When COVID-19 came and changed everyone’s lives in March, it took down engaged couples’ original wedding and honeymoons plans along with everything else, making many soon-to-be newlyweds postpone their nuptials to later in the year, or even into 2021.
Since the way we navigate life has changed due to the pandemic, it only makes sense that wedding trends fall in line too. Wedding planning website The Knot released its projected trends for 2021 weddings, dubbing it the “year of intentionality.” While past trends typically fall somewhere between color palettes and cakes, those forecasted for next year were born out of the pandemic.
Welcome boxes filled with hand sanitizer, masks, favors and other knick-knacks will likely replace the welcome bags of the past for some couples, according to The Knot. Sentimental table tops with custom linens, diverse vendors, brunch weddings, and nanomoons — trips to a local destination or someplace within driving distance — are among some of next year’s trends as well.
Mismatched seating and living room decor also are projected to be elements in many weddings next year.
Tents are expected to be a top request from couples as outdoor weddings are more common during the pandemic.
Lori Stephenson, owner and principal of LOLA Event Productions in Chicago, says outdoor weddings are of the essence to her clients right now.
“The biggest thing for us is that if people are downsizing or planning for something in the more immediate future, that outdoor space is even more important than ever,” said Stephenson. “Any sort of option that we can have to provide some fresh air and circulation for an event is something that people feel a little bit more comfortable with.”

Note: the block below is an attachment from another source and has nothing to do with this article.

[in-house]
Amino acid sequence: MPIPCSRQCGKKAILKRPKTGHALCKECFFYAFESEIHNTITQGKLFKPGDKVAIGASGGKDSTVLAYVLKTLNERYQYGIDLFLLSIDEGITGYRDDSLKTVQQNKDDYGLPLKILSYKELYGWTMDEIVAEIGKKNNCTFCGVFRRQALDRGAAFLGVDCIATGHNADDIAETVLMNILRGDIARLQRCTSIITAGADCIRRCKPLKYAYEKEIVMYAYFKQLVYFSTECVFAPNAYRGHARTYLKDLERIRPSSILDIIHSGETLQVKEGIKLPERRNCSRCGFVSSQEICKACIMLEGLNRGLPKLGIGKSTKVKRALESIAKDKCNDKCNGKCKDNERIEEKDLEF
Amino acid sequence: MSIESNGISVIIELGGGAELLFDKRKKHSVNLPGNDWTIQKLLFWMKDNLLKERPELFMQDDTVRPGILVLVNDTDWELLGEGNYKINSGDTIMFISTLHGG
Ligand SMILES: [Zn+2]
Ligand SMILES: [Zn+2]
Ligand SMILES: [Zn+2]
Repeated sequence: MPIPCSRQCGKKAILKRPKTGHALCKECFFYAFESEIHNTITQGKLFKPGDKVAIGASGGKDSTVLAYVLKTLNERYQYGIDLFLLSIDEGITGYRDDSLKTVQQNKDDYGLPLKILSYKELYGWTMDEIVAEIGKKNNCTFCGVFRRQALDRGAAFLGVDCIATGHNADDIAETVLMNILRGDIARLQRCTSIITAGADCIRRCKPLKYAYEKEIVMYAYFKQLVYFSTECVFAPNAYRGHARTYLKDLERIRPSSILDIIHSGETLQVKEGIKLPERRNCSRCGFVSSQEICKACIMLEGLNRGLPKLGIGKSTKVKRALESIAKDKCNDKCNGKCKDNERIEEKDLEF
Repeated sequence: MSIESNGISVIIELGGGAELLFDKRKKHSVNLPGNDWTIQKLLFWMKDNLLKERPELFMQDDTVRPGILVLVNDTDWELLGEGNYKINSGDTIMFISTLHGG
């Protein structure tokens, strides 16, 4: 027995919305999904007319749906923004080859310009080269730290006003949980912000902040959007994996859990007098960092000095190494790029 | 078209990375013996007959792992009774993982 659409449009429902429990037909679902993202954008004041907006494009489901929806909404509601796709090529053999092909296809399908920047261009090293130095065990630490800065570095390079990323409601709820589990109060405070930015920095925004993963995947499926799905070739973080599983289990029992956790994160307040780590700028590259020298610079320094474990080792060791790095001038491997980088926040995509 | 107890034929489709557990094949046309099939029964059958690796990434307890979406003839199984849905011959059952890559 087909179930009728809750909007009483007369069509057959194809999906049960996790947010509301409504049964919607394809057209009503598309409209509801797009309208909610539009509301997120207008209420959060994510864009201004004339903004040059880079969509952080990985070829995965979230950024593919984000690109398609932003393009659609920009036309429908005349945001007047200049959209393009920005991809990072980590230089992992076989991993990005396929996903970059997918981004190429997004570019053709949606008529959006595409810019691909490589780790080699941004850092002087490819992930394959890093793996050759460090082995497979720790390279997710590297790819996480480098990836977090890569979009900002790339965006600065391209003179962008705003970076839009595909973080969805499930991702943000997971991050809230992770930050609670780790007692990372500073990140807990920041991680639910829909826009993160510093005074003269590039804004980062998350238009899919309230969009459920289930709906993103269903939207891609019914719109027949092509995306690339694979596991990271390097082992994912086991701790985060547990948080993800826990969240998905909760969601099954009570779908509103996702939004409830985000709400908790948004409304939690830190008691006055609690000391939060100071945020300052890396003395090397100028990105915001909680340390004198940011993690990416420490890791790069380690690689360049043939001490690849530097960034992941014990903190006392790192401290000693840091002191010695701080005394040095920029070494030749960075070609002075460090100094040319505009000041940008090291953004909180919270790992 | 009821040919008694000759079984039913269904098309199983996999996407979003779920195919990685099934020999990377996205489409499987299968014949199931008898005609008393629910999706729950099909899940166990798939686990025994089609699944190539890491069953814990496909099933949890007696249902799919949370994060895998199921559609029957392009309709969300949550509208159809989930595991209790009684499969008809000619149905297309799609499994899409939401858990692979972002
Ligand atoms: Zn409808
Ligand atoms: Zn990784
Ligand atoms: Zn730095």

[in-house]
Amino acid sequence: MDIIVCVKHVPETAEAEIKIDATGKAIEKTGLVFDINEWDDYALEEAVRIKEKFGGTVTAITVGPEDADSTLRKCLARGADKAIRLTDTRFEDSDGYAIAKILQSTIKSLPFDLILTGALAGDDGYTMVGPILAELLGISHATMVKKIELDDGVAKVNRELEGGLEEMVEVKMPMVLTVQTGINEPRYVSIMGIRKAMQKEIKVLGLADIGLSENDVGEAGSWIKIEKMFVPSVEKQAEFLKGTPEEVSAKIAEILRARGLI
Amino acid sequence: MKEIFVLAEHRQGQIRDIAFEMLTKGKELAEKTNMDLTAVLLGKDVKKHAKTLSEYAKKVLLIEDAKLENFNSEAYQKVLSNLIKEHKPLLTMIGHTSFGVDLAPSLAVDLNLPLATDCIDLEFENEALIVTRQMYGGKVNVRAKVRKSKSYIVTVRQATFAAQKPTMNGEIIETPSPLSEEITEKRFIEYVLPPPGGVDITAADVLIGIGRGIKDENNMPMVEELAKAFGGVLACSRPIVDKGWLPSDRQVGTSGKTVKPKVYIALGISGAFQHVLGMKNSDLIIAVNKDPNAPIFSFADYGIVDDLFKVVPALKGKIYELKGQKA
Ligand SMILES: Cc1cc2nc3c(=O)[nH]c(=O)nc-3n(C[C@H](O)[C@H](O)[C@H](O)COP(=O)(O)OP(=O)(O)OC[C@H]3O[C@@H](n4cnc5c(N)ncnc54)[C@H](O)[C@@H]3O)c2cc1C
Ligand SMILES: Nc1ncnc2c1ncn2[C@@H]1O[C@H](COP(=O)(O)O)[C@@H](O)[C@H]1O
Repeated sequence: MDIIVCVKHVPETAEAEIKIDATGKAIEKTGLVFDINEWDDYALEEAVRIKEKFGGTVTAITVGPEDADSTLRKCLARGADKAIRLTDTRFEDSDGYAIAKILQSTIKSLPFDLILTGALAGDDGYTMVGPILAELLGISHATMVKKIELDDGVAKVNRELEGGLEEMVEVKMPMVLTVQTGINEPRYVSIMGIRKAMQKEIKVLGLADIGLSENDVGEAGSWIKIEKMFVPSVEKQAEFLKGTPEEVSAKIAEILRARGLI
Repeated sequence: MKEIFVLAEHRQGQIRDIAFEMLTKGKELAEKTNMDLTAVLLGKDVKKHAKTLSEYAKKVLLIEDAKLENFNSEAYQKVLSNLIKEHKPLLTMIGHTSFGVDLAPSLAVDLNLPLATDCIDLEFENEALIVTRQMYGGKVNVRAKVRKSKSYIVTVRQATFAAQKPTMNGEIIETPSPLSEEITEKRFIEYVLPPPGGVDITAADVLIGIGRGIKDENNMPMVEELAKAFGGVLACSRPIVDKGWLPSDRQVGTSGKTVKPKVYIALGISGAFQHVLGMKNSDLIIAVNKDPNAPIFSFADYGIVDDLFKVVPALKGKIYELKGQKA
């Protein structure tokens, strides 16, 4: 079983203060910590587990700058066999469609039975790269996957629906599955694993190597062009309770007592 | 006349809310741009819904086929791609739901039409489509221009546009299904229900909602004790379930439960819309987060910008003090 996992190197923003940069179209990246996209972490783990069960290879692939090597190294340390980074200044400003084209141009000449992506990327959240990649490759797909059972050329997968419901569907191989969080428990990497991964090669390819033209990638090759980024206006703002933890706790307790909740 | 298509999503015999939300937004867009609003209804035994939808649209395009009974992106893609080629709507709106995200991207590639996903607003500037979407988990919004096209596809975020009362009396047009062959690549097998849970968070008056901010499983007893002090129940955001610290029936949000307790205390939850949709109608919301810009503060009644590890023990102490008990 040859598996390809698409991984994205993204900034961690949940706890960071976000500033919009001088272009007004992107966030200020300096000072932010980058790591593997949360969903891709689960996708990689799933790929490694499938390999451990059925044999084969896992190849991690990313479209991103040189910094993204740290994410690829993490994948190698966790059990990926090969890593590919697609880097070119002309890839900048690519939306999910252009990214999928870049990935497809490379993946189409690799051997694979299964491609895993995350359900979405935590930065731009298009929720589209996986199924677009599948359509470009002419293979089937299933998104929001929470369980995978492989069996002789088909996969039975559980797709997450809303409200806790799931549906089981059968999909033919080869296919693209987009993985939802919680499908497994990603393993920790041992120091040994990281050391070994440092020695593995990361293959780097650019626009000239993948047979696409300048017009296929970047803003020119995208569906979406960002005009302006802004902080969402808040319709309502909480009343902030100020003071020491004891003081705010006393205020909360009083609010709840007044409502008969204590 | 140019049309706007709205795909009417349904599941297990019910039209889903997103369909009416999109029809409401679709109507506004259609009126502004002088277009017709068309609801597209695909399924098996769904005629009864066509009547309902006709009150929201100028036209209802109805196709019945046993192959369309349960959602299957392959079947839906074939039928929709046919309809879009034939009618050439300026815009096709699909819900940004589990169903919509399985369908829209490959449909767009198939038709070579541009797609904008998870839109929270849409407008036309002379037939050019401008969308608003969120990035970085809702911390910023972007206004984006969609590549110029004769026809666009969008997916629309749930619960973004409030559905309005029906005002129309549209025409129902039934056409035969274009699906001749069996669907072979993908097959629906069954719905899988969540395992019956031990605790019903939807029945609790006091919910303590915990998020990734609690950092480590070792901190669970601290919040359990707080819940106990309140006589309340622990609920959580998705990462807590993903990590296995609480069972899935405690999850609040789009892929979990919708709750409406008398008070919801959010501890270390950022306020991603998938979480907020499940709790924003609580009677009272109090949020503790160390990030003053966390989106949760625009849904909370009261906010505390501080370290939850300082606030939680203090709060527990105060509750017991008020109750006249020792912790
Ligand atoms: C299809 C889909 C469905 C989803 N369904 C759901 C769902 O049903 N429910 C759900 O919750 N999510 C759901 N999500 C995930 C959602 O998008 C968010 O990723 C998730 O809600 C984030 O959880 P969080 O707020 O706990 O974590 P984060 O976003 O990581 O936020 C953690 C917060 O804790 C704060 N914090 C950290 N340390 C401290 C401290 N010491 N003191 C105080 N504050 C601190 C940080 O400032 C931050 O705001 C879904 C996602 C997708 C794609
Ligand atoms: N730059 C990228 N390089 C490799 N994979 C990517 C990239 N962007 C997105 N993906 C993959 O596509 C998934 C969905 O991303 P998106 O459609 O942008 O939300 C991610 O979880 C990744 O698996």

Chicago Mayor Lori Lightfoot imposed a 10-person limit on weddings and other gatherings starting Monday.
But just because couples have to scale back their wedding doesn’t necessarily mean they’re going to spend less; rather, they’re finding different places to put the funds and make specific elements of their celebrations more special and elaborate.
The Knot expects to see couples using florals in a more dramatic and sentimental way in 2021.
“Weddings I’ve done that we’ve paired back … we’ve really been doing really beautiful over-the-top flowers,” said Stephenson. “I’ve not only put flowers on tabletops, but we can put decor on a staircase, or a fireplace, or do really beautiful installations around a sweetheart table, really beefing that part of it up. … So they’re still kind of finding some splurges in other places. I think that gives clients — who were originally planning for something bigger — maybe this is the silver lining.”
One in three weddings happen on a weekday, according to the report from The Knot, and the brand projects an uptick in weekday weddings next year.
Many Saturdays in 2021 for Stephenson and her team are already booked due to postponements from this year, she said. She’s urging couples to take advantage of having their celebration on another day.
“I have gotten so many inquiries for September (and) October of 2021, and … those Saturdays were gone months ago,” she said. “If you want to look at the second part of 2021 … there’s just nothing left on Saturday. People need to get creative with the day of the week or they need to start looking further into the future into 2022.”
Dinner, dancing and entertainment will look a lot different too. The Knot predicts bistro-style entertainment, multiple tiny toasts, and smaller plates. Seating will likely change such as having socially distanced mismatched furniture during a ceremony or pods during the meal.
“We’re really looking at adding courses for dinner, making it more about the meal than about getting through the meal and getting to the dancing,” said Stephenson about a May 1 wedding she’s planning. “Instead of a cocktail hour where people are standing around, and then sitting down for one or two courses, and then getting up and dancing, we are planning for a seated meal of five or six courses where we do a plated appetizer, a plated first course, a soup, and a salad, and a sorbet, and potentially multiple small plates for dinner.”
Families will be seated together, and in other instances, there will be small tables of two to four people, and then larger groups that are a part of a pod, said Stephenson. “Seating is all changing,” she said. And instead of a band, “we are doing a piano player where you can text requests.”
Christen A. Johnson writes for the Chicago Tribune.